Orpha Number: 3434
This table lists symptoms that people with this disease may have. For most diseases, symptoms will vary from person to person. People with the same disease may not have all the symptoms listed. This information comes from a database called the Human Phenotype Ontology (HPO) . The HPO collects information on symptoms that have been described in medical resources. The HPO is updated regularly. Use the HPO ID to access more in-depth information about a symptom.
|Medical Terms||Other Names||
|80%-99% of people have these symptoms|
Mental retardation, nonspecific
Mental-retardation[ more ]
Big lower jaw
Increased projection of lower jaw
Increased size of lower jaw
Large lower jaw
Prominent lower jaw[ more ]
Central cleft upper lip
Abnormally small skull
Decreased circumference of cranium
Decreased size of skull
Reduced head circumference
Small head circumference[ more ]
Abnormally small eyeball
Lobster-claw foot deformity
Split-foot[ more ]
|30%-79% of people have these symptoms|
Undescended testis[ more ]
Loss of eyesight
Poor vision[ more ]
|5%-29% of people have these symptoms|
|Ventricular septal defect||
Hole in heart wall separating two lower heart chambers
|Percent of people who have these symptoms is not available through HPO|
Narrow opening between the eyelids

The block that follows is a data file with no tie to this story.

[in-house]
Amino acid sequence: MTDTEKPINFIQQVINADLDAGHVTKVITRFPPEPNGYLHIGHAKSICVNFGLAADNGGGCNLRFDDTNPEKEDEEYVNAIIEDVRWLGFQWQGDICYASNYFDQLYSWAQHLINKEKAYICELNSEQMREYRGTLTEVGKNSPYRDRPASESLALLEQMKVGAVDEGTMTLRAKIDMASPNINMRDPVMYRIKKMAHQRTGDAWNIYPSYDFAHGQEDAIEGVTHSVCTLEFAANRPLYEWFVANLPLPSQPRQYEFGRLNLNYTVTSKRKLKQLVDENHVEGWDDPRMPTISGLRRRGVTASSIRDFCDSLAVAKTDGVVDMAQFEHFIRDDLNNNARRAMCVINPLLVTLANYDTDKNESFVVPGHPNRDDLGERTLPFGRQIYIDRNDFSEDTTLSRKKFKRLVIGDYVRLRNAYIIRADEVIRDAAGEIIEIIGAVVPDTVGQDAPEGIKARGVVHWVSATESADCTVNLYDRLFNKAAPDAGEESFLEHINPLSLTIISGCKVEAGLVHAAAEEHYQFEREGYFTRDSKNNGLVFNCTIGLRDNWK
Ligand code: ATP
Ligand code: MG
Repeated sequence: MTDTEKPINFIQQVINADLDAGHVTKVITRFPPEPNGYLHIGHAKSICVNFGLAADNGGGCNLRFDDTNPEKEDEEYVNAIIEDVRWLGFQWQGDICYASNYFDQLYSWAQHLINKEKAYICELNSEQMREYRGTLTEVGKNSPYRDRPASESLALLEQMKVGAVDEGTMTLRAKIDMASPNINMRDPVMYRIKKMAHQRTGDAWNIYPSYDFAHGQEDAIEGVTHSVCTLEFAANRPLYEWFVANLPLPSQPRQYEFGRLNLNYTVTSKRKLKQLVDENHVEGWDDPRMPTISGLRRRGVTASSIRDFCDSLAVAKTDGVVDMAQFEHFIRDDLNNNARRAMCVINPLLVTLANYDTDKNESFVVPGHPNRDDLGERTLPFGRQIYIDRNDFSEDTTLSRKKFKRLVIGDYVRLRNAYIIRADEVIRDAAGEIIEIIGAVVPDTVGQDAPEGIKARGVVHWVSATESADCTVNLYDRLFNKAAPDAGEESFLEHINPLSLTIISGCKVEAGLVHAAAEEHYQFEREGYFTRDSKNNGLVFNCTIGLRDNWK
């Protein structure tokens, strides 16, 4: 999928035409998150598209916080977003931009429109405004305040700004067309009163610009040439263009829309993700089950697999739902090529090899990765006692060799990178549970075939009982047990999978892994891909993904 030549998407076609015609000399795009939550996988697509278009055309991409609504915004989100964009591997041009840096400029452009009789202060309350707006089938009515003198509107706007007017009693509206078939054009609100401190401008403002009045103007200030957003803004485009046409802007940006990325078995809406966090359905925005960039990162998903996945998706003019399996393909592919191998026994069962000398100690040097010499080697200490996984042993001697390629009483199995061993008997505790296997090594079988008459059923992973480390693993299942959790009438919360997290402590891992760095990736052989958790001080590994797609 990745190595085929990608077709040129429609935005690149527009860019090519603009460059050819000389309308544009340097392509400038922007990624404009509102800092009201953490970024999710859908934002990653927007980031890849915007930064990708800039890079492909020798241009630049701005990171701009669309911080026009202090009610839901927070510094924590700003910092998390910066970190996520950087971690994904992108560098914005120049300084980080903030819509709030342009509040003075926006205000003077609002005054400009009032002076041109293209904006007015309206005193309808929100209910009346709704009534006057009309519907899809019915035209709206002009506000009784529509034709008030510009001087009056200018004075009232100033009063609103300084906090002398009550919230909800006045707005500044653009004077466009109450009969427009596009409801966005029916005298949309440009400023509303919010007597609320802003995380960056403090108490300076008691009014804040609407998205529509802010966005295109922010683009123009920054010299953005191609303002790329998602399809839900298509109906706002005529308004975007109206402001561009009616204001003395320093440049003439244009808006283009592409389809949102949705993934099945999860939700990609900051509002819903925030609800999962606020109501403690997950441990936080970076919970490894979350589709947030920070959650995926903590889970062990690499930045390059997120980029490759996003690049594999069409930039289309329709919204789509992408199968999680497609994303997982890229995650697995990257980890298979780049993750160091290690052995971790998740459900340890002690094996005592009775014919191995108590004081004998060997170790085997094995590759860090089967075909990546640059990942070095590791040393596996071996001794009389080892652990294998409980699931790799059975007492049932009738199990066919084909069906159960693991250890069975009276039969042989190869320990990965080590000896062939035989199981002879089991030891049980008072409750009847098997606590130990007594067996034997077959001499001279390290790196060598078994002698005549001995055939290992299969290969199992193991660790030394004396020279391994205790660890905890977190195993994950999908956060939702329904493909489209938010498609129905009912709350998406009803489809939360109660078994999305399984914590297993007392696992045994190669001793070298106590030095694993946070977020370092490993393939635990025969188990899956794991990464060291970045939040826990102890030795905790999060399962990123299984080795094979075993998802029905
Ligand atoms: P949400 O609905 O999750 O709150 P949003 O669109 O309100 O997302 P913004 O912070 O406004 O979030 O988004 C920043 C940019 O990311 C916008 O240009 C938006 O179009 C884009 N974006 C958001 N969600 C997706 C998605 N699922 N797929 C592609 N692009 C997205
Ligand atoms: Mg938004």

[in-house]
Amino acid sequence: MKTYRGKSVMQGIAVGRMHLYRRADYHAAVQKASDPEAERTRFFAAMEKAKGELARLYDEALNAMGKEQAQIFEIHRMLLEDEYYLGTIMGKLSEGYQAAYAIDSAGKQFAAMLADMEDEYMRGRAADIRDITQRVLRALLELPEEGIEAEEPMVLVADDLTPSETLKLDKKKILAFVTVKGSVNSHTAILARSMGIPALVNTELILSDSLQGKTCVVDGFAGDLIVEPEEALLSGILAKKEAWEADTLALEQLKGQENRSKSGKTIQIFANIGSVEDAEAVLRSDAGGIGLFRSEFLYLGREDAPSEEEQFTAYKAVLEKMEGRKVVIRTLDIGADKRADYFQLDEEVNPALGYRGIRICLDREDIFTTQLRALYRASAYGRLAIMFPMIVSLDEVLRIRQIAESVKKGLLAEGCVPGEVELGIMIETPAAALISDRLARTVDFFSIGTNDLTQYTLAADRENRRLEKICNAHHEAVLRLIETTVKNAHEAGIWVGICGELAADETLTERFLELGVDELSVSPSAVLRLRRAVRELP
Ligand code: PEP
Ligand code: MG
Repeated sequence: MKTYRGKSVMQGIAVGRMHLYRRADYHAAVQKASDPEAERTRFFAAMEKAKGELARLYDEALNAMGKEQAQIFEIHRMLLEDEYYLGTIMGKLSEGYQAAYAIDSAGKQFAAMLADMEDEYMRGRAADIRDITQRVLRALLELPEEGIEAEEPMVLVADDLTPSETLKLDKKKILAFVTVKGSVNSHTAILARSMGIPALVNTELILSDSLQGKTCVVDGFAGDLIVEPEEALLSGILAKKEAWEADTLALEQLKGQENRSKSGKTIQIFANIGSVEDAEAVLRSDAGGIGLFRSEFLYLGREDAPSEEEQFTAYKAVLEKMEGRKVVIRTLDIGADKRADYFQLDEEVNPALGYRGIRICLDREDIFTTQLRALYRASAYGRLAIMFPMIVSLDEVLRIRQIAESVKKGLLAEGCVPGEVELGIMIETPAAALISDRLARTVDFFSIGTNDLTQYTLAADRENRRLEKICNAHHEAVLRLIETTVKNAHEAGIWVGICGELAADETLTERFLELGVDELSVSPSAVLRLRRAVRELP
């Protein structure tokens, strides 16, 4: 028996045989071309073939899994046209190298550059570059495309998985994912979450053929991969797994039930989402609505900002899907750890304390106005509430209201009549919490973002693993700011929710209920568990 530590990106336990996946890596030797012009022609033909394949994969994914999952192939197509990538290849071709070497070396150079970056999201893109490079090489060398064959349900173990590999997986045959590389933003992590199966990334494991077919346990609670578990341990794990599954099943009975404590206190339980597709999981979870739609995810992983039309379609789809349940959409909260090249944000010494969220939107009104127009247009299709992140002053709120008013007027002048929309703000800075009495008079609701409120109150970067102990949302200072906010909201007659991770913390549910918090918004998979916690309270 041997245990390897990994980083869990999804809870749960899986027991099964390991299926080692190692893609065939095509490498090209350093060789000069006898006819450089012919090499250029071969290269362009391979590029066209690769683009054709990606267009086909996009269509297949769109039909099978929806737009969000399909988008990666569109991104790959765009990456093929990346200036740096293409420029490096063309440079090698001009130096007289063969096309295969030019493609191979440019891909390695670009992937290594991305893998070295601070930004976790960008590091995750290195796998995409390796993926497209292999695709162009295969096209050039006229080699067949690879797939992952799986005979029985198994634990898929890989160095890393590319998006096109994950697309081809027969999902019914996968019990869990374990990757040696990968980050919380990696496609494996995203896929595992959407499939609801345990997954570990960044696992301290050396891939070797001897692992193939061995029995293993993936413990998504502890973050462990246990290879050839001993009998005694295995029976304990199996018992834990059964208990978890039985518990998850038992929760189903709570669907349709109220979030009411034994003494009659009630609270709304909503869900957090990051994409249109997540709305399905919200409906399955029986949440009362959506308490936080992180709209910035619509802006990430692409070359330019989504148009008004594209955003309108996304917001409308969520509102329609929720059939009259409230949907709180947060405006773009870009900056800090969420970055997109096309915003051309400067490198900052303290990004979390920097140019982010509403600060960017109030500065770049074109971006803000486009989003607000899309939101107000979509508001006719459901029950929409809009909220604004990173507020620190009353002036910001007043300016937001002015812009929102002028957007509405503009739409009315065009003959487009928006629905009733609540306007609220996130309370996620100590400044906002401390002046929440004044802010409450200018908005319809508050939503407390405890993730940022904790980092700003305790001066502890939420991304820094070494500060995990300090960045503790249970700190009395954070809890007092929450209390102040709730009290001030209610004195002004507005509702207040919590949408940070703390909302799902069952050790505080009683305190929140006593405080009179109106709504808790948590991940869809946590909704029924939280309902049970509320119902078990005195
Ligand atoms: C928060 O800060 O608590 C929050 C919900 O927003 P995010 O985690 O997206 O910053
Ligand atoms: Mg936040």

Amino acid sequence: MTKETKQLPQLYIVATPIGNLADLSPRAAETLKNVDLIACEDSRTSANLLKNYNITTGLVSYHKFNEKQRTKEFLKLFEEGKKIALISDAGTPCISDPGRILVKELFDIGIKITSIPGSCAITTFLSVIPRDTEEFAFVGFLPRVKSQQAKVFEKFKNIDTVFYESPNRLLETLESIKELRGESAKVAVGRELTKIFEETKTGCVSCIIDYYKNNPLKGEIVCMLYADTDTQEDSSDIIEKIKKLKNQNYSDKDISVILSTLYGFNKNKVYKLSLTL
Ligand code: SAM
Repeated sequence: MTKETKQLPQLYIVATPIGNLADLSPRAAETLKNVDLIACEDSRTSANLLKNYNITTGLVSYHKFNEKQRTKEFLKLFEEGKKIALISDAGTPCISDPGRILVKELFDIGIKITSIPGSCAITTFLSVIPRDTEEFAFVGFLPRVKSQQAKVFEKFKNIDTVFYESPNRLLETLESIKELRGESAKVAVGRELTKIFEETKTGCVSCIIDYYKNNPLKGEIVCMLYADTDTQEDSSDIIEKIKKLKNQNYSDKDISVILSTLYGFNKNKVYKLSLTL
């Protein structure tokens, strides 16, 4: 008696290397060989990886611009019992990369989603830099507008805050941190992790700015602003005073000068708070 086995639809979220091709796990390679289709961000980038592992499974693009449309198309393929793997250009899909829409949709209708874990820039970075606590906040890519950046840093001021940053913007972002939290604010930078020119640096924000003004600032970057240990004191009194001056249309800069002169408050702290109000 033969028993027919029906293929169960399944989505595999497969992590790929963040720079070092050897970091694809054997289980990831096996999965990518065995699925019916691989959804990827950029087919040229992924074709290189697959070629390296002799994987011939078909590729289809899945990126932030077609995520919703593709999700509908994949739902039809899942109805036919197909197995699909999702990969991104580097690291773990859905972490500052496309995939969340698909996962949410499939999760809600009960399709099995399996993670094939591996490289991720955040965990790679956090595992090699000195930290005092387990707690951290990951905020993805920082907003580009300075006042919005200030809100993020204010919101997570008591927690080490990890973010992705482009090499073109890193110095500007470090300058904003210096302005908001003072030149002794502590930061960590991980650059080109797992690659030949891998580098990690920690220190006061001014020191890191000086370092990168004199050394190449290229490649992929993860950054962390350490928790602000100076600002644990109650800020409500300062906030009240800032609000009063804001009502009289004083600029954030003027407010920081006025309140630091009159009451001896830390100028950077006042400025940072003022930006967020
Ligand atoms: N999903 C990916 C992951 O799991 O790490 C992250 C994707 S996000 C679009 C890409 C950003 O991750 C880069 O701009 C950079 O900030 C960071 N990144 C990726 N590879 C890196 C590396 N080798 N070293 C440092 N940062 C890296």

|Cleft upper lip||
Cornea of eye less than 10mm in diameter
Cleft of the mouth
|Premature skin wrinkling||0100678|
|Short palpebral fissure||
Short opening between the eyelids
|Widely-spaced maxillary central incisors||
Gap between upper front teeth
Wide gap between upper central incisors
Widely spaced upper incisors[ more ]
If you need medical advice, you can look for doctors or other healthcare professionals who have experience with this disease. You may find these specialists through advocacy organizations, clinical trials, or articles published in medical journals. You may also want to contact a university or tertiary medical center in your area, because these centers tend to see more complex cases and have the latest technology and treatments.
If you can’t find a specialist in your local area, try contacting national or international specialists. They may be able to refer you to someone they know through conferences or research efforts. Some specialists may be willing to consult with you or your local doctors over the phone or by email if you can't travel to them for care.
You can find more tips in our guide, How to Find a Disease Specialist. We also encourage you to explore the rest of this page to find resources that can help you find specialists.
Research helps us better understand diseases and can lead to advances in diagnosis and treatment. This section provides resources to help you learn about medical research and ways to get involved.
These resources provide more information about this condition or associated symptoms. The in-depth resources contain medical and scientific language that may be hard to understand. You may want to review these resources with a medical professional.
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